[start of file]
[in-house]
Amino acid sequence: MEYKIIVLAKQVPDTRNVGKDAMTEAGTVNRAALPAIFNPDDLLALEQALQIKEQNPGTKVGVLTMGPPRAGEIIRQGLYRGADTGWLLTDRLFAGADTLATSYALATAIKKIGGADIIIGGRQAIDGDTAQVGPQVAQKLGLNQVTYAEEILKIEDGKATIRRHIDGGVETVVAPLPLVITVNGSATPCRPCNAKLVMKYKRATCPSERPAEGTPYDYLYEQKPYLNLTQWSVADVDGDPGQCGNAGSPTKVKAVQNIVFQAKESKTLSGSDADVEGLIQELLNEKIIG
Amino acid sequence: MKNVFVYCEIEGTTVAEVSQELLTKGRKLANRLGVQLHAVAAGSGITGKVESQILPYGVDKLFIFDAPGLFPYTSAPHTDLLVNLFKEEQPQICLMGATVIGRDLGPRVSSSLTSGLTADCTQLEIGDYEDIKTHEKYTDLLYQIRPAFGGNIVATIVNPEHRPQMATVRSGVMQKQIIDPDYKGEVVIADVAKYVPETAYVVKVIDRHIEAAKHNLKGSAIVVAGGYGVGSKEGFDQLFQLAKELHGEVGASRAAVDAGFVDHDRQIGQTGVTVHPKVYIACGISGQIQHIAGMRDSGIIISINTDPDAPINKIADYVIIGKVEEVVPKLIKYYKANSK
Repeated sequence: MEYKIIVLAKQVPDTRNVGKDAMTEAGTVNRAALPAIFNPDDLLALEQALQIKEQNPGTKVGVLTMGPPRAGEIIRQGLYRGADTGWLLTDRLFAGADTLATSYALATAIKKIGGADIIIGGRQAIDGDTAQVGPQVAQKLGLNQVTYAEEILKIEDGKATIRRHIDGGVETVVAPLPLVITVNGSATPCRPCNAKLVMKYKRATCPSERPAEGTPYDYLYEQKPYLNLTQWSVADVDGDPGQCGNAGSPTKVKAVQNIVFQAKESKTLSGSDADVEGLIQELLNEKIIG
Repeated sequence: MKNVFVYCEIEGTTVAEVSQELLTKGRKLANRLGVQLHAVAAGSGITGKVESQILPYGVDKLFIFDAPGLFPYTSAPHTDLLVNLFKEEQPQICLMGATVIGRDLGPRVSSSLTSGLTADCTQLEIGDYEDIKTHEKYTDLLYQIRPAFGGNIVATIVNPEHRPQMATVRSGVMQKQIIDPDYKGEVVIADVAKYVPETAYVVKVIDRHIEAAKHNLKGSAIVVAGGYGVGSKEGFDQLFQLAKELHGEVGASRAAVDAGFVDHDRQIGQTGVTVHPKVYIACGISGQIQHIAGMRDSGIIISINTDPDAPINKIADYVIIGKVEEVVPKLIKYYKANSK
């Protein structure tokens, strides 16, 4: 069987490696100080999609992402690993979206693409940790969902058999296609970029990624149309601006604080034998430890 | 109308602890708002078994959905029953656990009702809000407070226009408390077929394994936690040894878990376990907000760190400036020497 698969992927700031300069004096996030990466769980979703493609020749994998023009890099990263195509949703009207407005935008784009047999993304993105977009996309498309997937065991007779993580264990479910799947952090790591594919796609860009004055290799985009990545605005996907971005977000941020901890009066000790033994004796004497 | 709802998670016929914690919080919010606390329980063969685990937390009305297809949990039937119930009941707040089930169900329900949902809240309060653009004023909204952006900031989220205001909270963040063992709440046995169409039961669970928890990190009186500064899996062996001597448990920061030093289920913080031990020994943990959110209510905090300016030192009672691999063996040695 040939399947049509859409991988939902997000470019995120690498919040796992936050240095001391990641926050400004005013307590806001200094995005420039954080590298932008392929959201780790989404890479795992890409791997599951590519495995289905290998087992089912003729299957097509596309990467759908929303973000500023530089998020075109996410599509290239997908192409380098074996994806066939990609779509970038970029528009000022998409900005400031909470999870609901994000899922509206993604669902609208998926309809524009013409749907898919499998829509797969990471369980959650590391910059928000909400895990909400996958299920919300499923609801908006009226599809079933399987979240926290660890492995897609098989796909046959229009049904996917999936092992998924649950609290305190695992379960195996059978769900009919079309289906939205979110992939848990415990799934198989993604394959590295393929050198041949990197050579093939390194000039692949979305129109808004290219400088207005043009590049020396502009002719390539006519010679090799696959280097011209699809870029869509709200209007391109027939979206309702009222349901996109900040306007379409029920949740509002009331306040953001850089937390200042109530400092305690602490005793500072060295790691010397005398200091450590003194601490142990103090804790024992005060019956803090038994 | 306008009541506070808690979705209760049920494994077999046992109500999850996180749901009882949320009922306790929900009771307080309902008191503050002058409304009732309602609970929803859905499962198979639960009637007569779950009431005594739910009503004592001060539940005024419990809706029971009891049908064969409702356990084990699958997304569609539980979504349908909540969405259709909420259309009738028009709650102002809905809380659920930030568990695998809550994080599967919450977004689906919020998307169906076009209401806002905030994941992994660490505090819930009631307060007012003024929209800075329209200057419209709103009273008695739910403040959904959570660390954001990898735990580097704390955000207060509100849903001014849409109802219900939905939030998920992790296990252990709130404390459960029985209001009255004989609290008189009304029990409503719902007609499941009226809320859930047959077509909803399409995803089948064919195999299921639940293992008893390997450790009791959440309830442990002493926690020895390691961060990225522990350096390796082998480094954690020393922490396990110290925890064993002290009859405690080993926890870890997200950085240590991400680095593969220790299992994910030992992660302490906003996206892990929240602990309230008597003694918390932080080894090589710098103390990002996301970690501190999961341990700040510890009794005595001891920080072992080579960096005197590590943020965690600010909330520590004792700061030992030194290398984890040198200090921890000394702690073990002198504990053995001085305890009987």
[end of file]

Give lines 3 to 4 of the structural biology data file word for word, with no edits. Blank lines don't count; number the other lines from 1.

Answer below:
Amino acid sequence: MKNVFVYCEIEGTTVAEVSQELLTKGRKLANRLGVQLHAVAAGSGITGKVESQILPYGVDKLFIFDAPGLFPYTSAPHTDLLVNLFKEEQPQICLMGATVIGRDLGPRVSSSLTSGLTADCTQLEIGDYEDIKTHEKYTDLLYQIRPAFGGNIVATIVNPEHRPQMATVRSGVMQKQIIDPDYKGEVVIADVAKYVPETAYVVKVIDRHIEAAKHNLKGSAIVVAGGYGVGSKEGFDQLFQLAKELHGEVGASRAAVDAGFVDHDRQIGQTGVTVHPKVYIACGISGQIQHIAGMRDSGIIISINTDPDAPINKIADYVIIGKVEEVVPKLIKYYKANSK
Repeated sequence: MEYKIIVLAKQVPDTRNVGKDAMTEAGTVNRAALPAIFNPDDLLALEQALQIKEQNPGTKVGVLTMGPPRAGEIIRQGLYRGADTGWLLTDRLFAGADTLATSYALATAIKKIGGADIIIGGRQAIDGDTAQVGPQVAQKLGLNQVTYAEEILKIEDGKATIRRHIDGGVETVVAPLPLVITVNGSATPCRPCNAKLVMKYKRATCPSERPAEGTPYDYLYEQKPYLNLTQWSVADVDGDPGQCGNAGSPTKVKAVQNIVFQAKESKTLSGSDADVEGLIQELLNEKIIG